Teams at the Top: Unleashing the Potential of Both Teams and Individual Leaders
By Jon Katzenbach
Why is it that we often see less team performance at the top of organizations than we see elsewhere? Despite the label “teams,” top leaders tend to avoid teaming and the real progress is made behind closed doors, not at the team meetings, writes Jon Katzenbach in Teams at the Top (Harvard Business School Press, 1998).
After writing The Wisdom of Teams (1998), Katzenbach discovered there are special dynamics that characterize leadership groups at the top. Many times so-called teams are really working groups with a single leader – and often, these non-team groups at the top work pretty well.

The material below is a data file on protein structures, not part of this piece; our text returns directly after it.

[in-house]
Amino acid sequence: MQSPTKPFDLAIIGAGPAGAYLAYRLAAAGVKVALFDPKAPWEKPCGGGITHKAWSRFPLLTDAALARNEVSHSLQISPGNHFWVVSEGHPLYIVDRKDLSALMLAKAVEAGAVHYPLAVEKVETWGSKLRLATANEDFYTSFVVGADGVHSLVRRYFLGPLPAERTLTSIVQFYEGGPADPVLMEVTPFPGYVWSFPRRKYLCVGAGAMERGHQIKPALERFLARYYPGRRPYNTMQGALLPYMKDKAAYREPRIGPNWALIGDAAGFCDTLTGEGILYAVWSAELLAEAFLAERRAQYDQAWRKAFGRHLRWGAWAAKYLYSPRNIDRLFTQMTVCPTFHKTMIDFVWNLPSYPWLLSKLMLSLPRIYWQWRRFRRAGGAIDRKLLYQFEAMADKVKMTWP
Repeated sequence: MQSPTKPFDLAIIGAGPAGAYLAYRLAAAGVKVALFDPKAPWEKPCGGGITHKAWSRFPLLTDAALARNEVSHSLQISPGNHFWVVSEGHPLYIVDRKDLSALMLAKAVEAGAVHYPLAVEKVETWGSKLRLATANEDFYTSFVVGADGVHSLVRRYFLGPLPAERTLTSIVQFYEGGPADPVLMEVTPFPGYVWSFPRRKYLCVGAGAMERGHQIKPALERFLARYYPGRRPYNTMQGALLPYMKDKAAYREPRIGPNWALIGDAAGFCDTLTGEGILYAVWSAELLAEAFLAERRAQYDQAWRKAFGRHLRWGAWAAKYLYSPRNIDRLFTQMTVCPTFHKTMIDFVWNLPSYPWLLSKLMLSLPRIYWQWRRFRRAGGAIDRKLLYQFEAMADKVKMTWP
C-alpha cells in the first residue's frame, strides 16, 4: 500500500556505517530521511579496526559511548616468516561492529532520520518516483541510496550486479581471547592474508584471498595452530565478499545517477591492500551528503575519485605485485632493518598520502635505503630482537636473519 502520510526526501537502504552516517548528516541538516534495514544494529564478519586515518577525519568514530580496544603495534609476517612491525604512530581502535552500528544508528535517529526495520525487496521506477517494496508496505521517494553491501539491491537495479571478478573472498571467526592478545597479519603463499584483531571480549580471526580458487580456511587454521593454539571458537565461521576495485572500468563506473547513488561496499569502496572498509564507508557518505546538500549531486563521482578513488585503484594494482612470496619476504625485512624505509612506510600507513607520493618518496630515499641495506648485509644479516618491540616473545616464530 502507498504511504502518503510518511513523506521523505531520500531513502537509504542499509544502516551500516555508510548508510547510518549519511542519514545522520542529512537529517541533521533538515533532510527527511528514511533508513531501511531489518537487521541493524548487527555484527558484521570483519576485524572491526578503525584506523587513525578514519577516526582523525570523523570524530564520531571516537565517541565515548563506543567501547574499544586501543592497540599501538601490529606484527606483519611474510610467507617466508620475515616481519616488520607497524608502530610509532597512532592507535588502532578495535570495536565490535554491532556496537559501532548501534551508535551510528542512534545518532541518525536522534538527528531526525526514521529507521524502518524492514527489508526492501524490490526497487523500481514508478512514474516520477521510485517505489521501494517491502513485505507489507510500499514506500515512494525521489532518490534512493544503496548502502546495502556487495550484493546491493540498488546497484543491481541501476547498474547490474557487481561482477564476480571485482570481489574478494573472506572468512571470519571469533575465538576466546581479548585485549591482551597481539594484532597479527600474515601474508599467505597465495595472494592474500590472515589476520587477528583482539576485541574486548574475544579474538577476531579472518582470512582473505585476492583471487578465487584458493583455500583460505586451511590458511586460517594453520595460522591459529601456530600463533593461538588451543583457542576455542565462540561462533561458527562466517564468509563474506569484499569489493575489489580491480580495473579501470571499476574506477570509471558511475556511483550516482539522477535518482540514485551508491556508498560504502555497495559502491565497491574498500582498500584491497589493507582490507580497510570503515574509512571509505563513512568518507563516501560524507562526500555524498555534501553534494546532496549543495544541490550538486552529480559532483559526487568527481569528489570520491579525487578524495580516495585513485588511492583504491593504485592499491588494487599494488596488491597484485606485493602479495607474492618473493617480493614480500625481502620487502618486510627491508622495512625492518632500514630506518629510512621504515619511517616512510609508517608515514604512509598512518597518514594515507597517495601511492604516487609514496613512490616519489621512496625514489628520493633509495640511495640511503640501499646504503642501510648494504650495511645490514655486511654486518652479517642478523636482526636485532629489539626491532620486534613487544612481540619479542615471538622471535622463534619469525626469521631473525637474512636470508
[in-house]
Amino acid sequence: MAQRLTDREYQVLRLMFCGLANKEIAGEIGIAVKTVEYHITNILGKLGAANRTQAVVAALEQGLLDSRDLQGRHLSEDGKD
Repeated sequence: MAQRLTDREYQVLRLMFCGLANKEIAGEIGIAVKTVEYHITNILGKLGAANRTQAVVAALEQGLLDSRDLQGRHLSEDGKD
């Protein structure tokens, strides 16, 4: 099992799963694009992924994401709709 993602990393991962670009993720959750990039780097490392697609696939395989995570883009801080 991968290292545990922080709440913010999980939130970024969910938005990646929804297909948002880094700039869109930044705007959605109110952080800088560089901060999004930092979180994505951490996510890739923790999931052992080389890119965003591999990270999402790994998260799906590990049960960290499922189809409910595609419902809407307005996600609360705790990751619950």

The solution does not lie in mandating teams or in changing top leaders’ styles, or even in designing a better top team structure; rather, the key is in clearly differentiating between team and non-team opportunities and developing the capability to shift into different leadership modes, different leadership roles, and appropriate team membership composition depending upon the desired results. High-performing organizations require a balanced leadership effort that fully exploits non-team as well as team approaches.